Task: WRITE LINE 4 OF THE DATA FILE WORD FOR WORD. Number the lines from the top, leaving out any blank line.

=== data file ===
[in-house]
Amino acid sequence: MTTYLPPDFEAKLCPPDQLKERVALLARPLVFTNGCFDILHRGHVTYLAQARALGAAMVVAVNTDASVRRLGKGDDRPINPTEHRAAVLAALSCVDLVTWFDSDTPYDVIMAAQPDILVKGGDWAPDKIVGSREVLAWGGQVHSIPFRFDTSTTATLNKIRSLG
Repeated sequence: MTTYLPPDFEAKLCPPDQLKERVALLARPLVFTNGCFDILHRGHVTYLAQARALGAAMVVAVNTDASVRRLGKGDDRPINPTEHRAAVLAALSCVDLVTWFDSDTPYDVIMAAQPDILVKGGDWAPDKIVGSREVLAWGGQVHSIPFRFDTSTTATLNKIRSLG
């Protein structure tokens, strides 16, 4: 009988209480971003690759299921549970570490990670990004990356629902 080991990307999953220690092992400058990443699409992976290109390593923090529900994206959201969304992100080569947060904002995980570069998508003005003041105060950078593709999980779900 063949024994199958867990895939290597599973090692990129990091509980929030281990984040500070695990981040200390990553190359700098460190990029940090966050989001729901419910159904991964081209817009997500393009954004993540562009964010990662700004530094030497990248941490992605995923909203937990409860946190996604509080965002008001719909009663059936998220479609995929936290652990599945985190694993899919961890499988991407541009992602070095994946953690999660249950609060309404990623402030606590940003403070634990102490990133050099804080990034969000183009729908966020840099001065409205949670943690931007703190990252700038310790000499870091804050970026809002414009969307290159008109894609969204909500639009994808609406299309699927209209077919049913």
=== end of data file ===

């Protein structure tokens, strides 16, 4: 009988209480971003690759299921549970570490990670990004990356629902 080991990307999953220690092992400058990443699409992976290109390593923090529900994206959201969304992100080569947060904002995980570069998508003005003041105060950078593709999980779900 063949024994199958867990895939290597599973090692990129990091509980929030281990984040500070695990981040200390990553190359700098460190990029940090966050989001729901419910159904991964081209817009997500393009954004993540562009964010990662700004530094030497990248941490992605995923909203937990409860946190996604509080965002008001719909009663059936998220479609995929936290652990599945985190694993899919961890499988991407541009992602070095994946953690999660249950609060309404990623402030606590940003403070634990102490990133050099804080990034969000183009729908966020840099001065409205949670943690931007703190990252700038310790000499870091804050970026809002414009969307290159008109894609969204909500639009994808609406299309699927209209077919049913």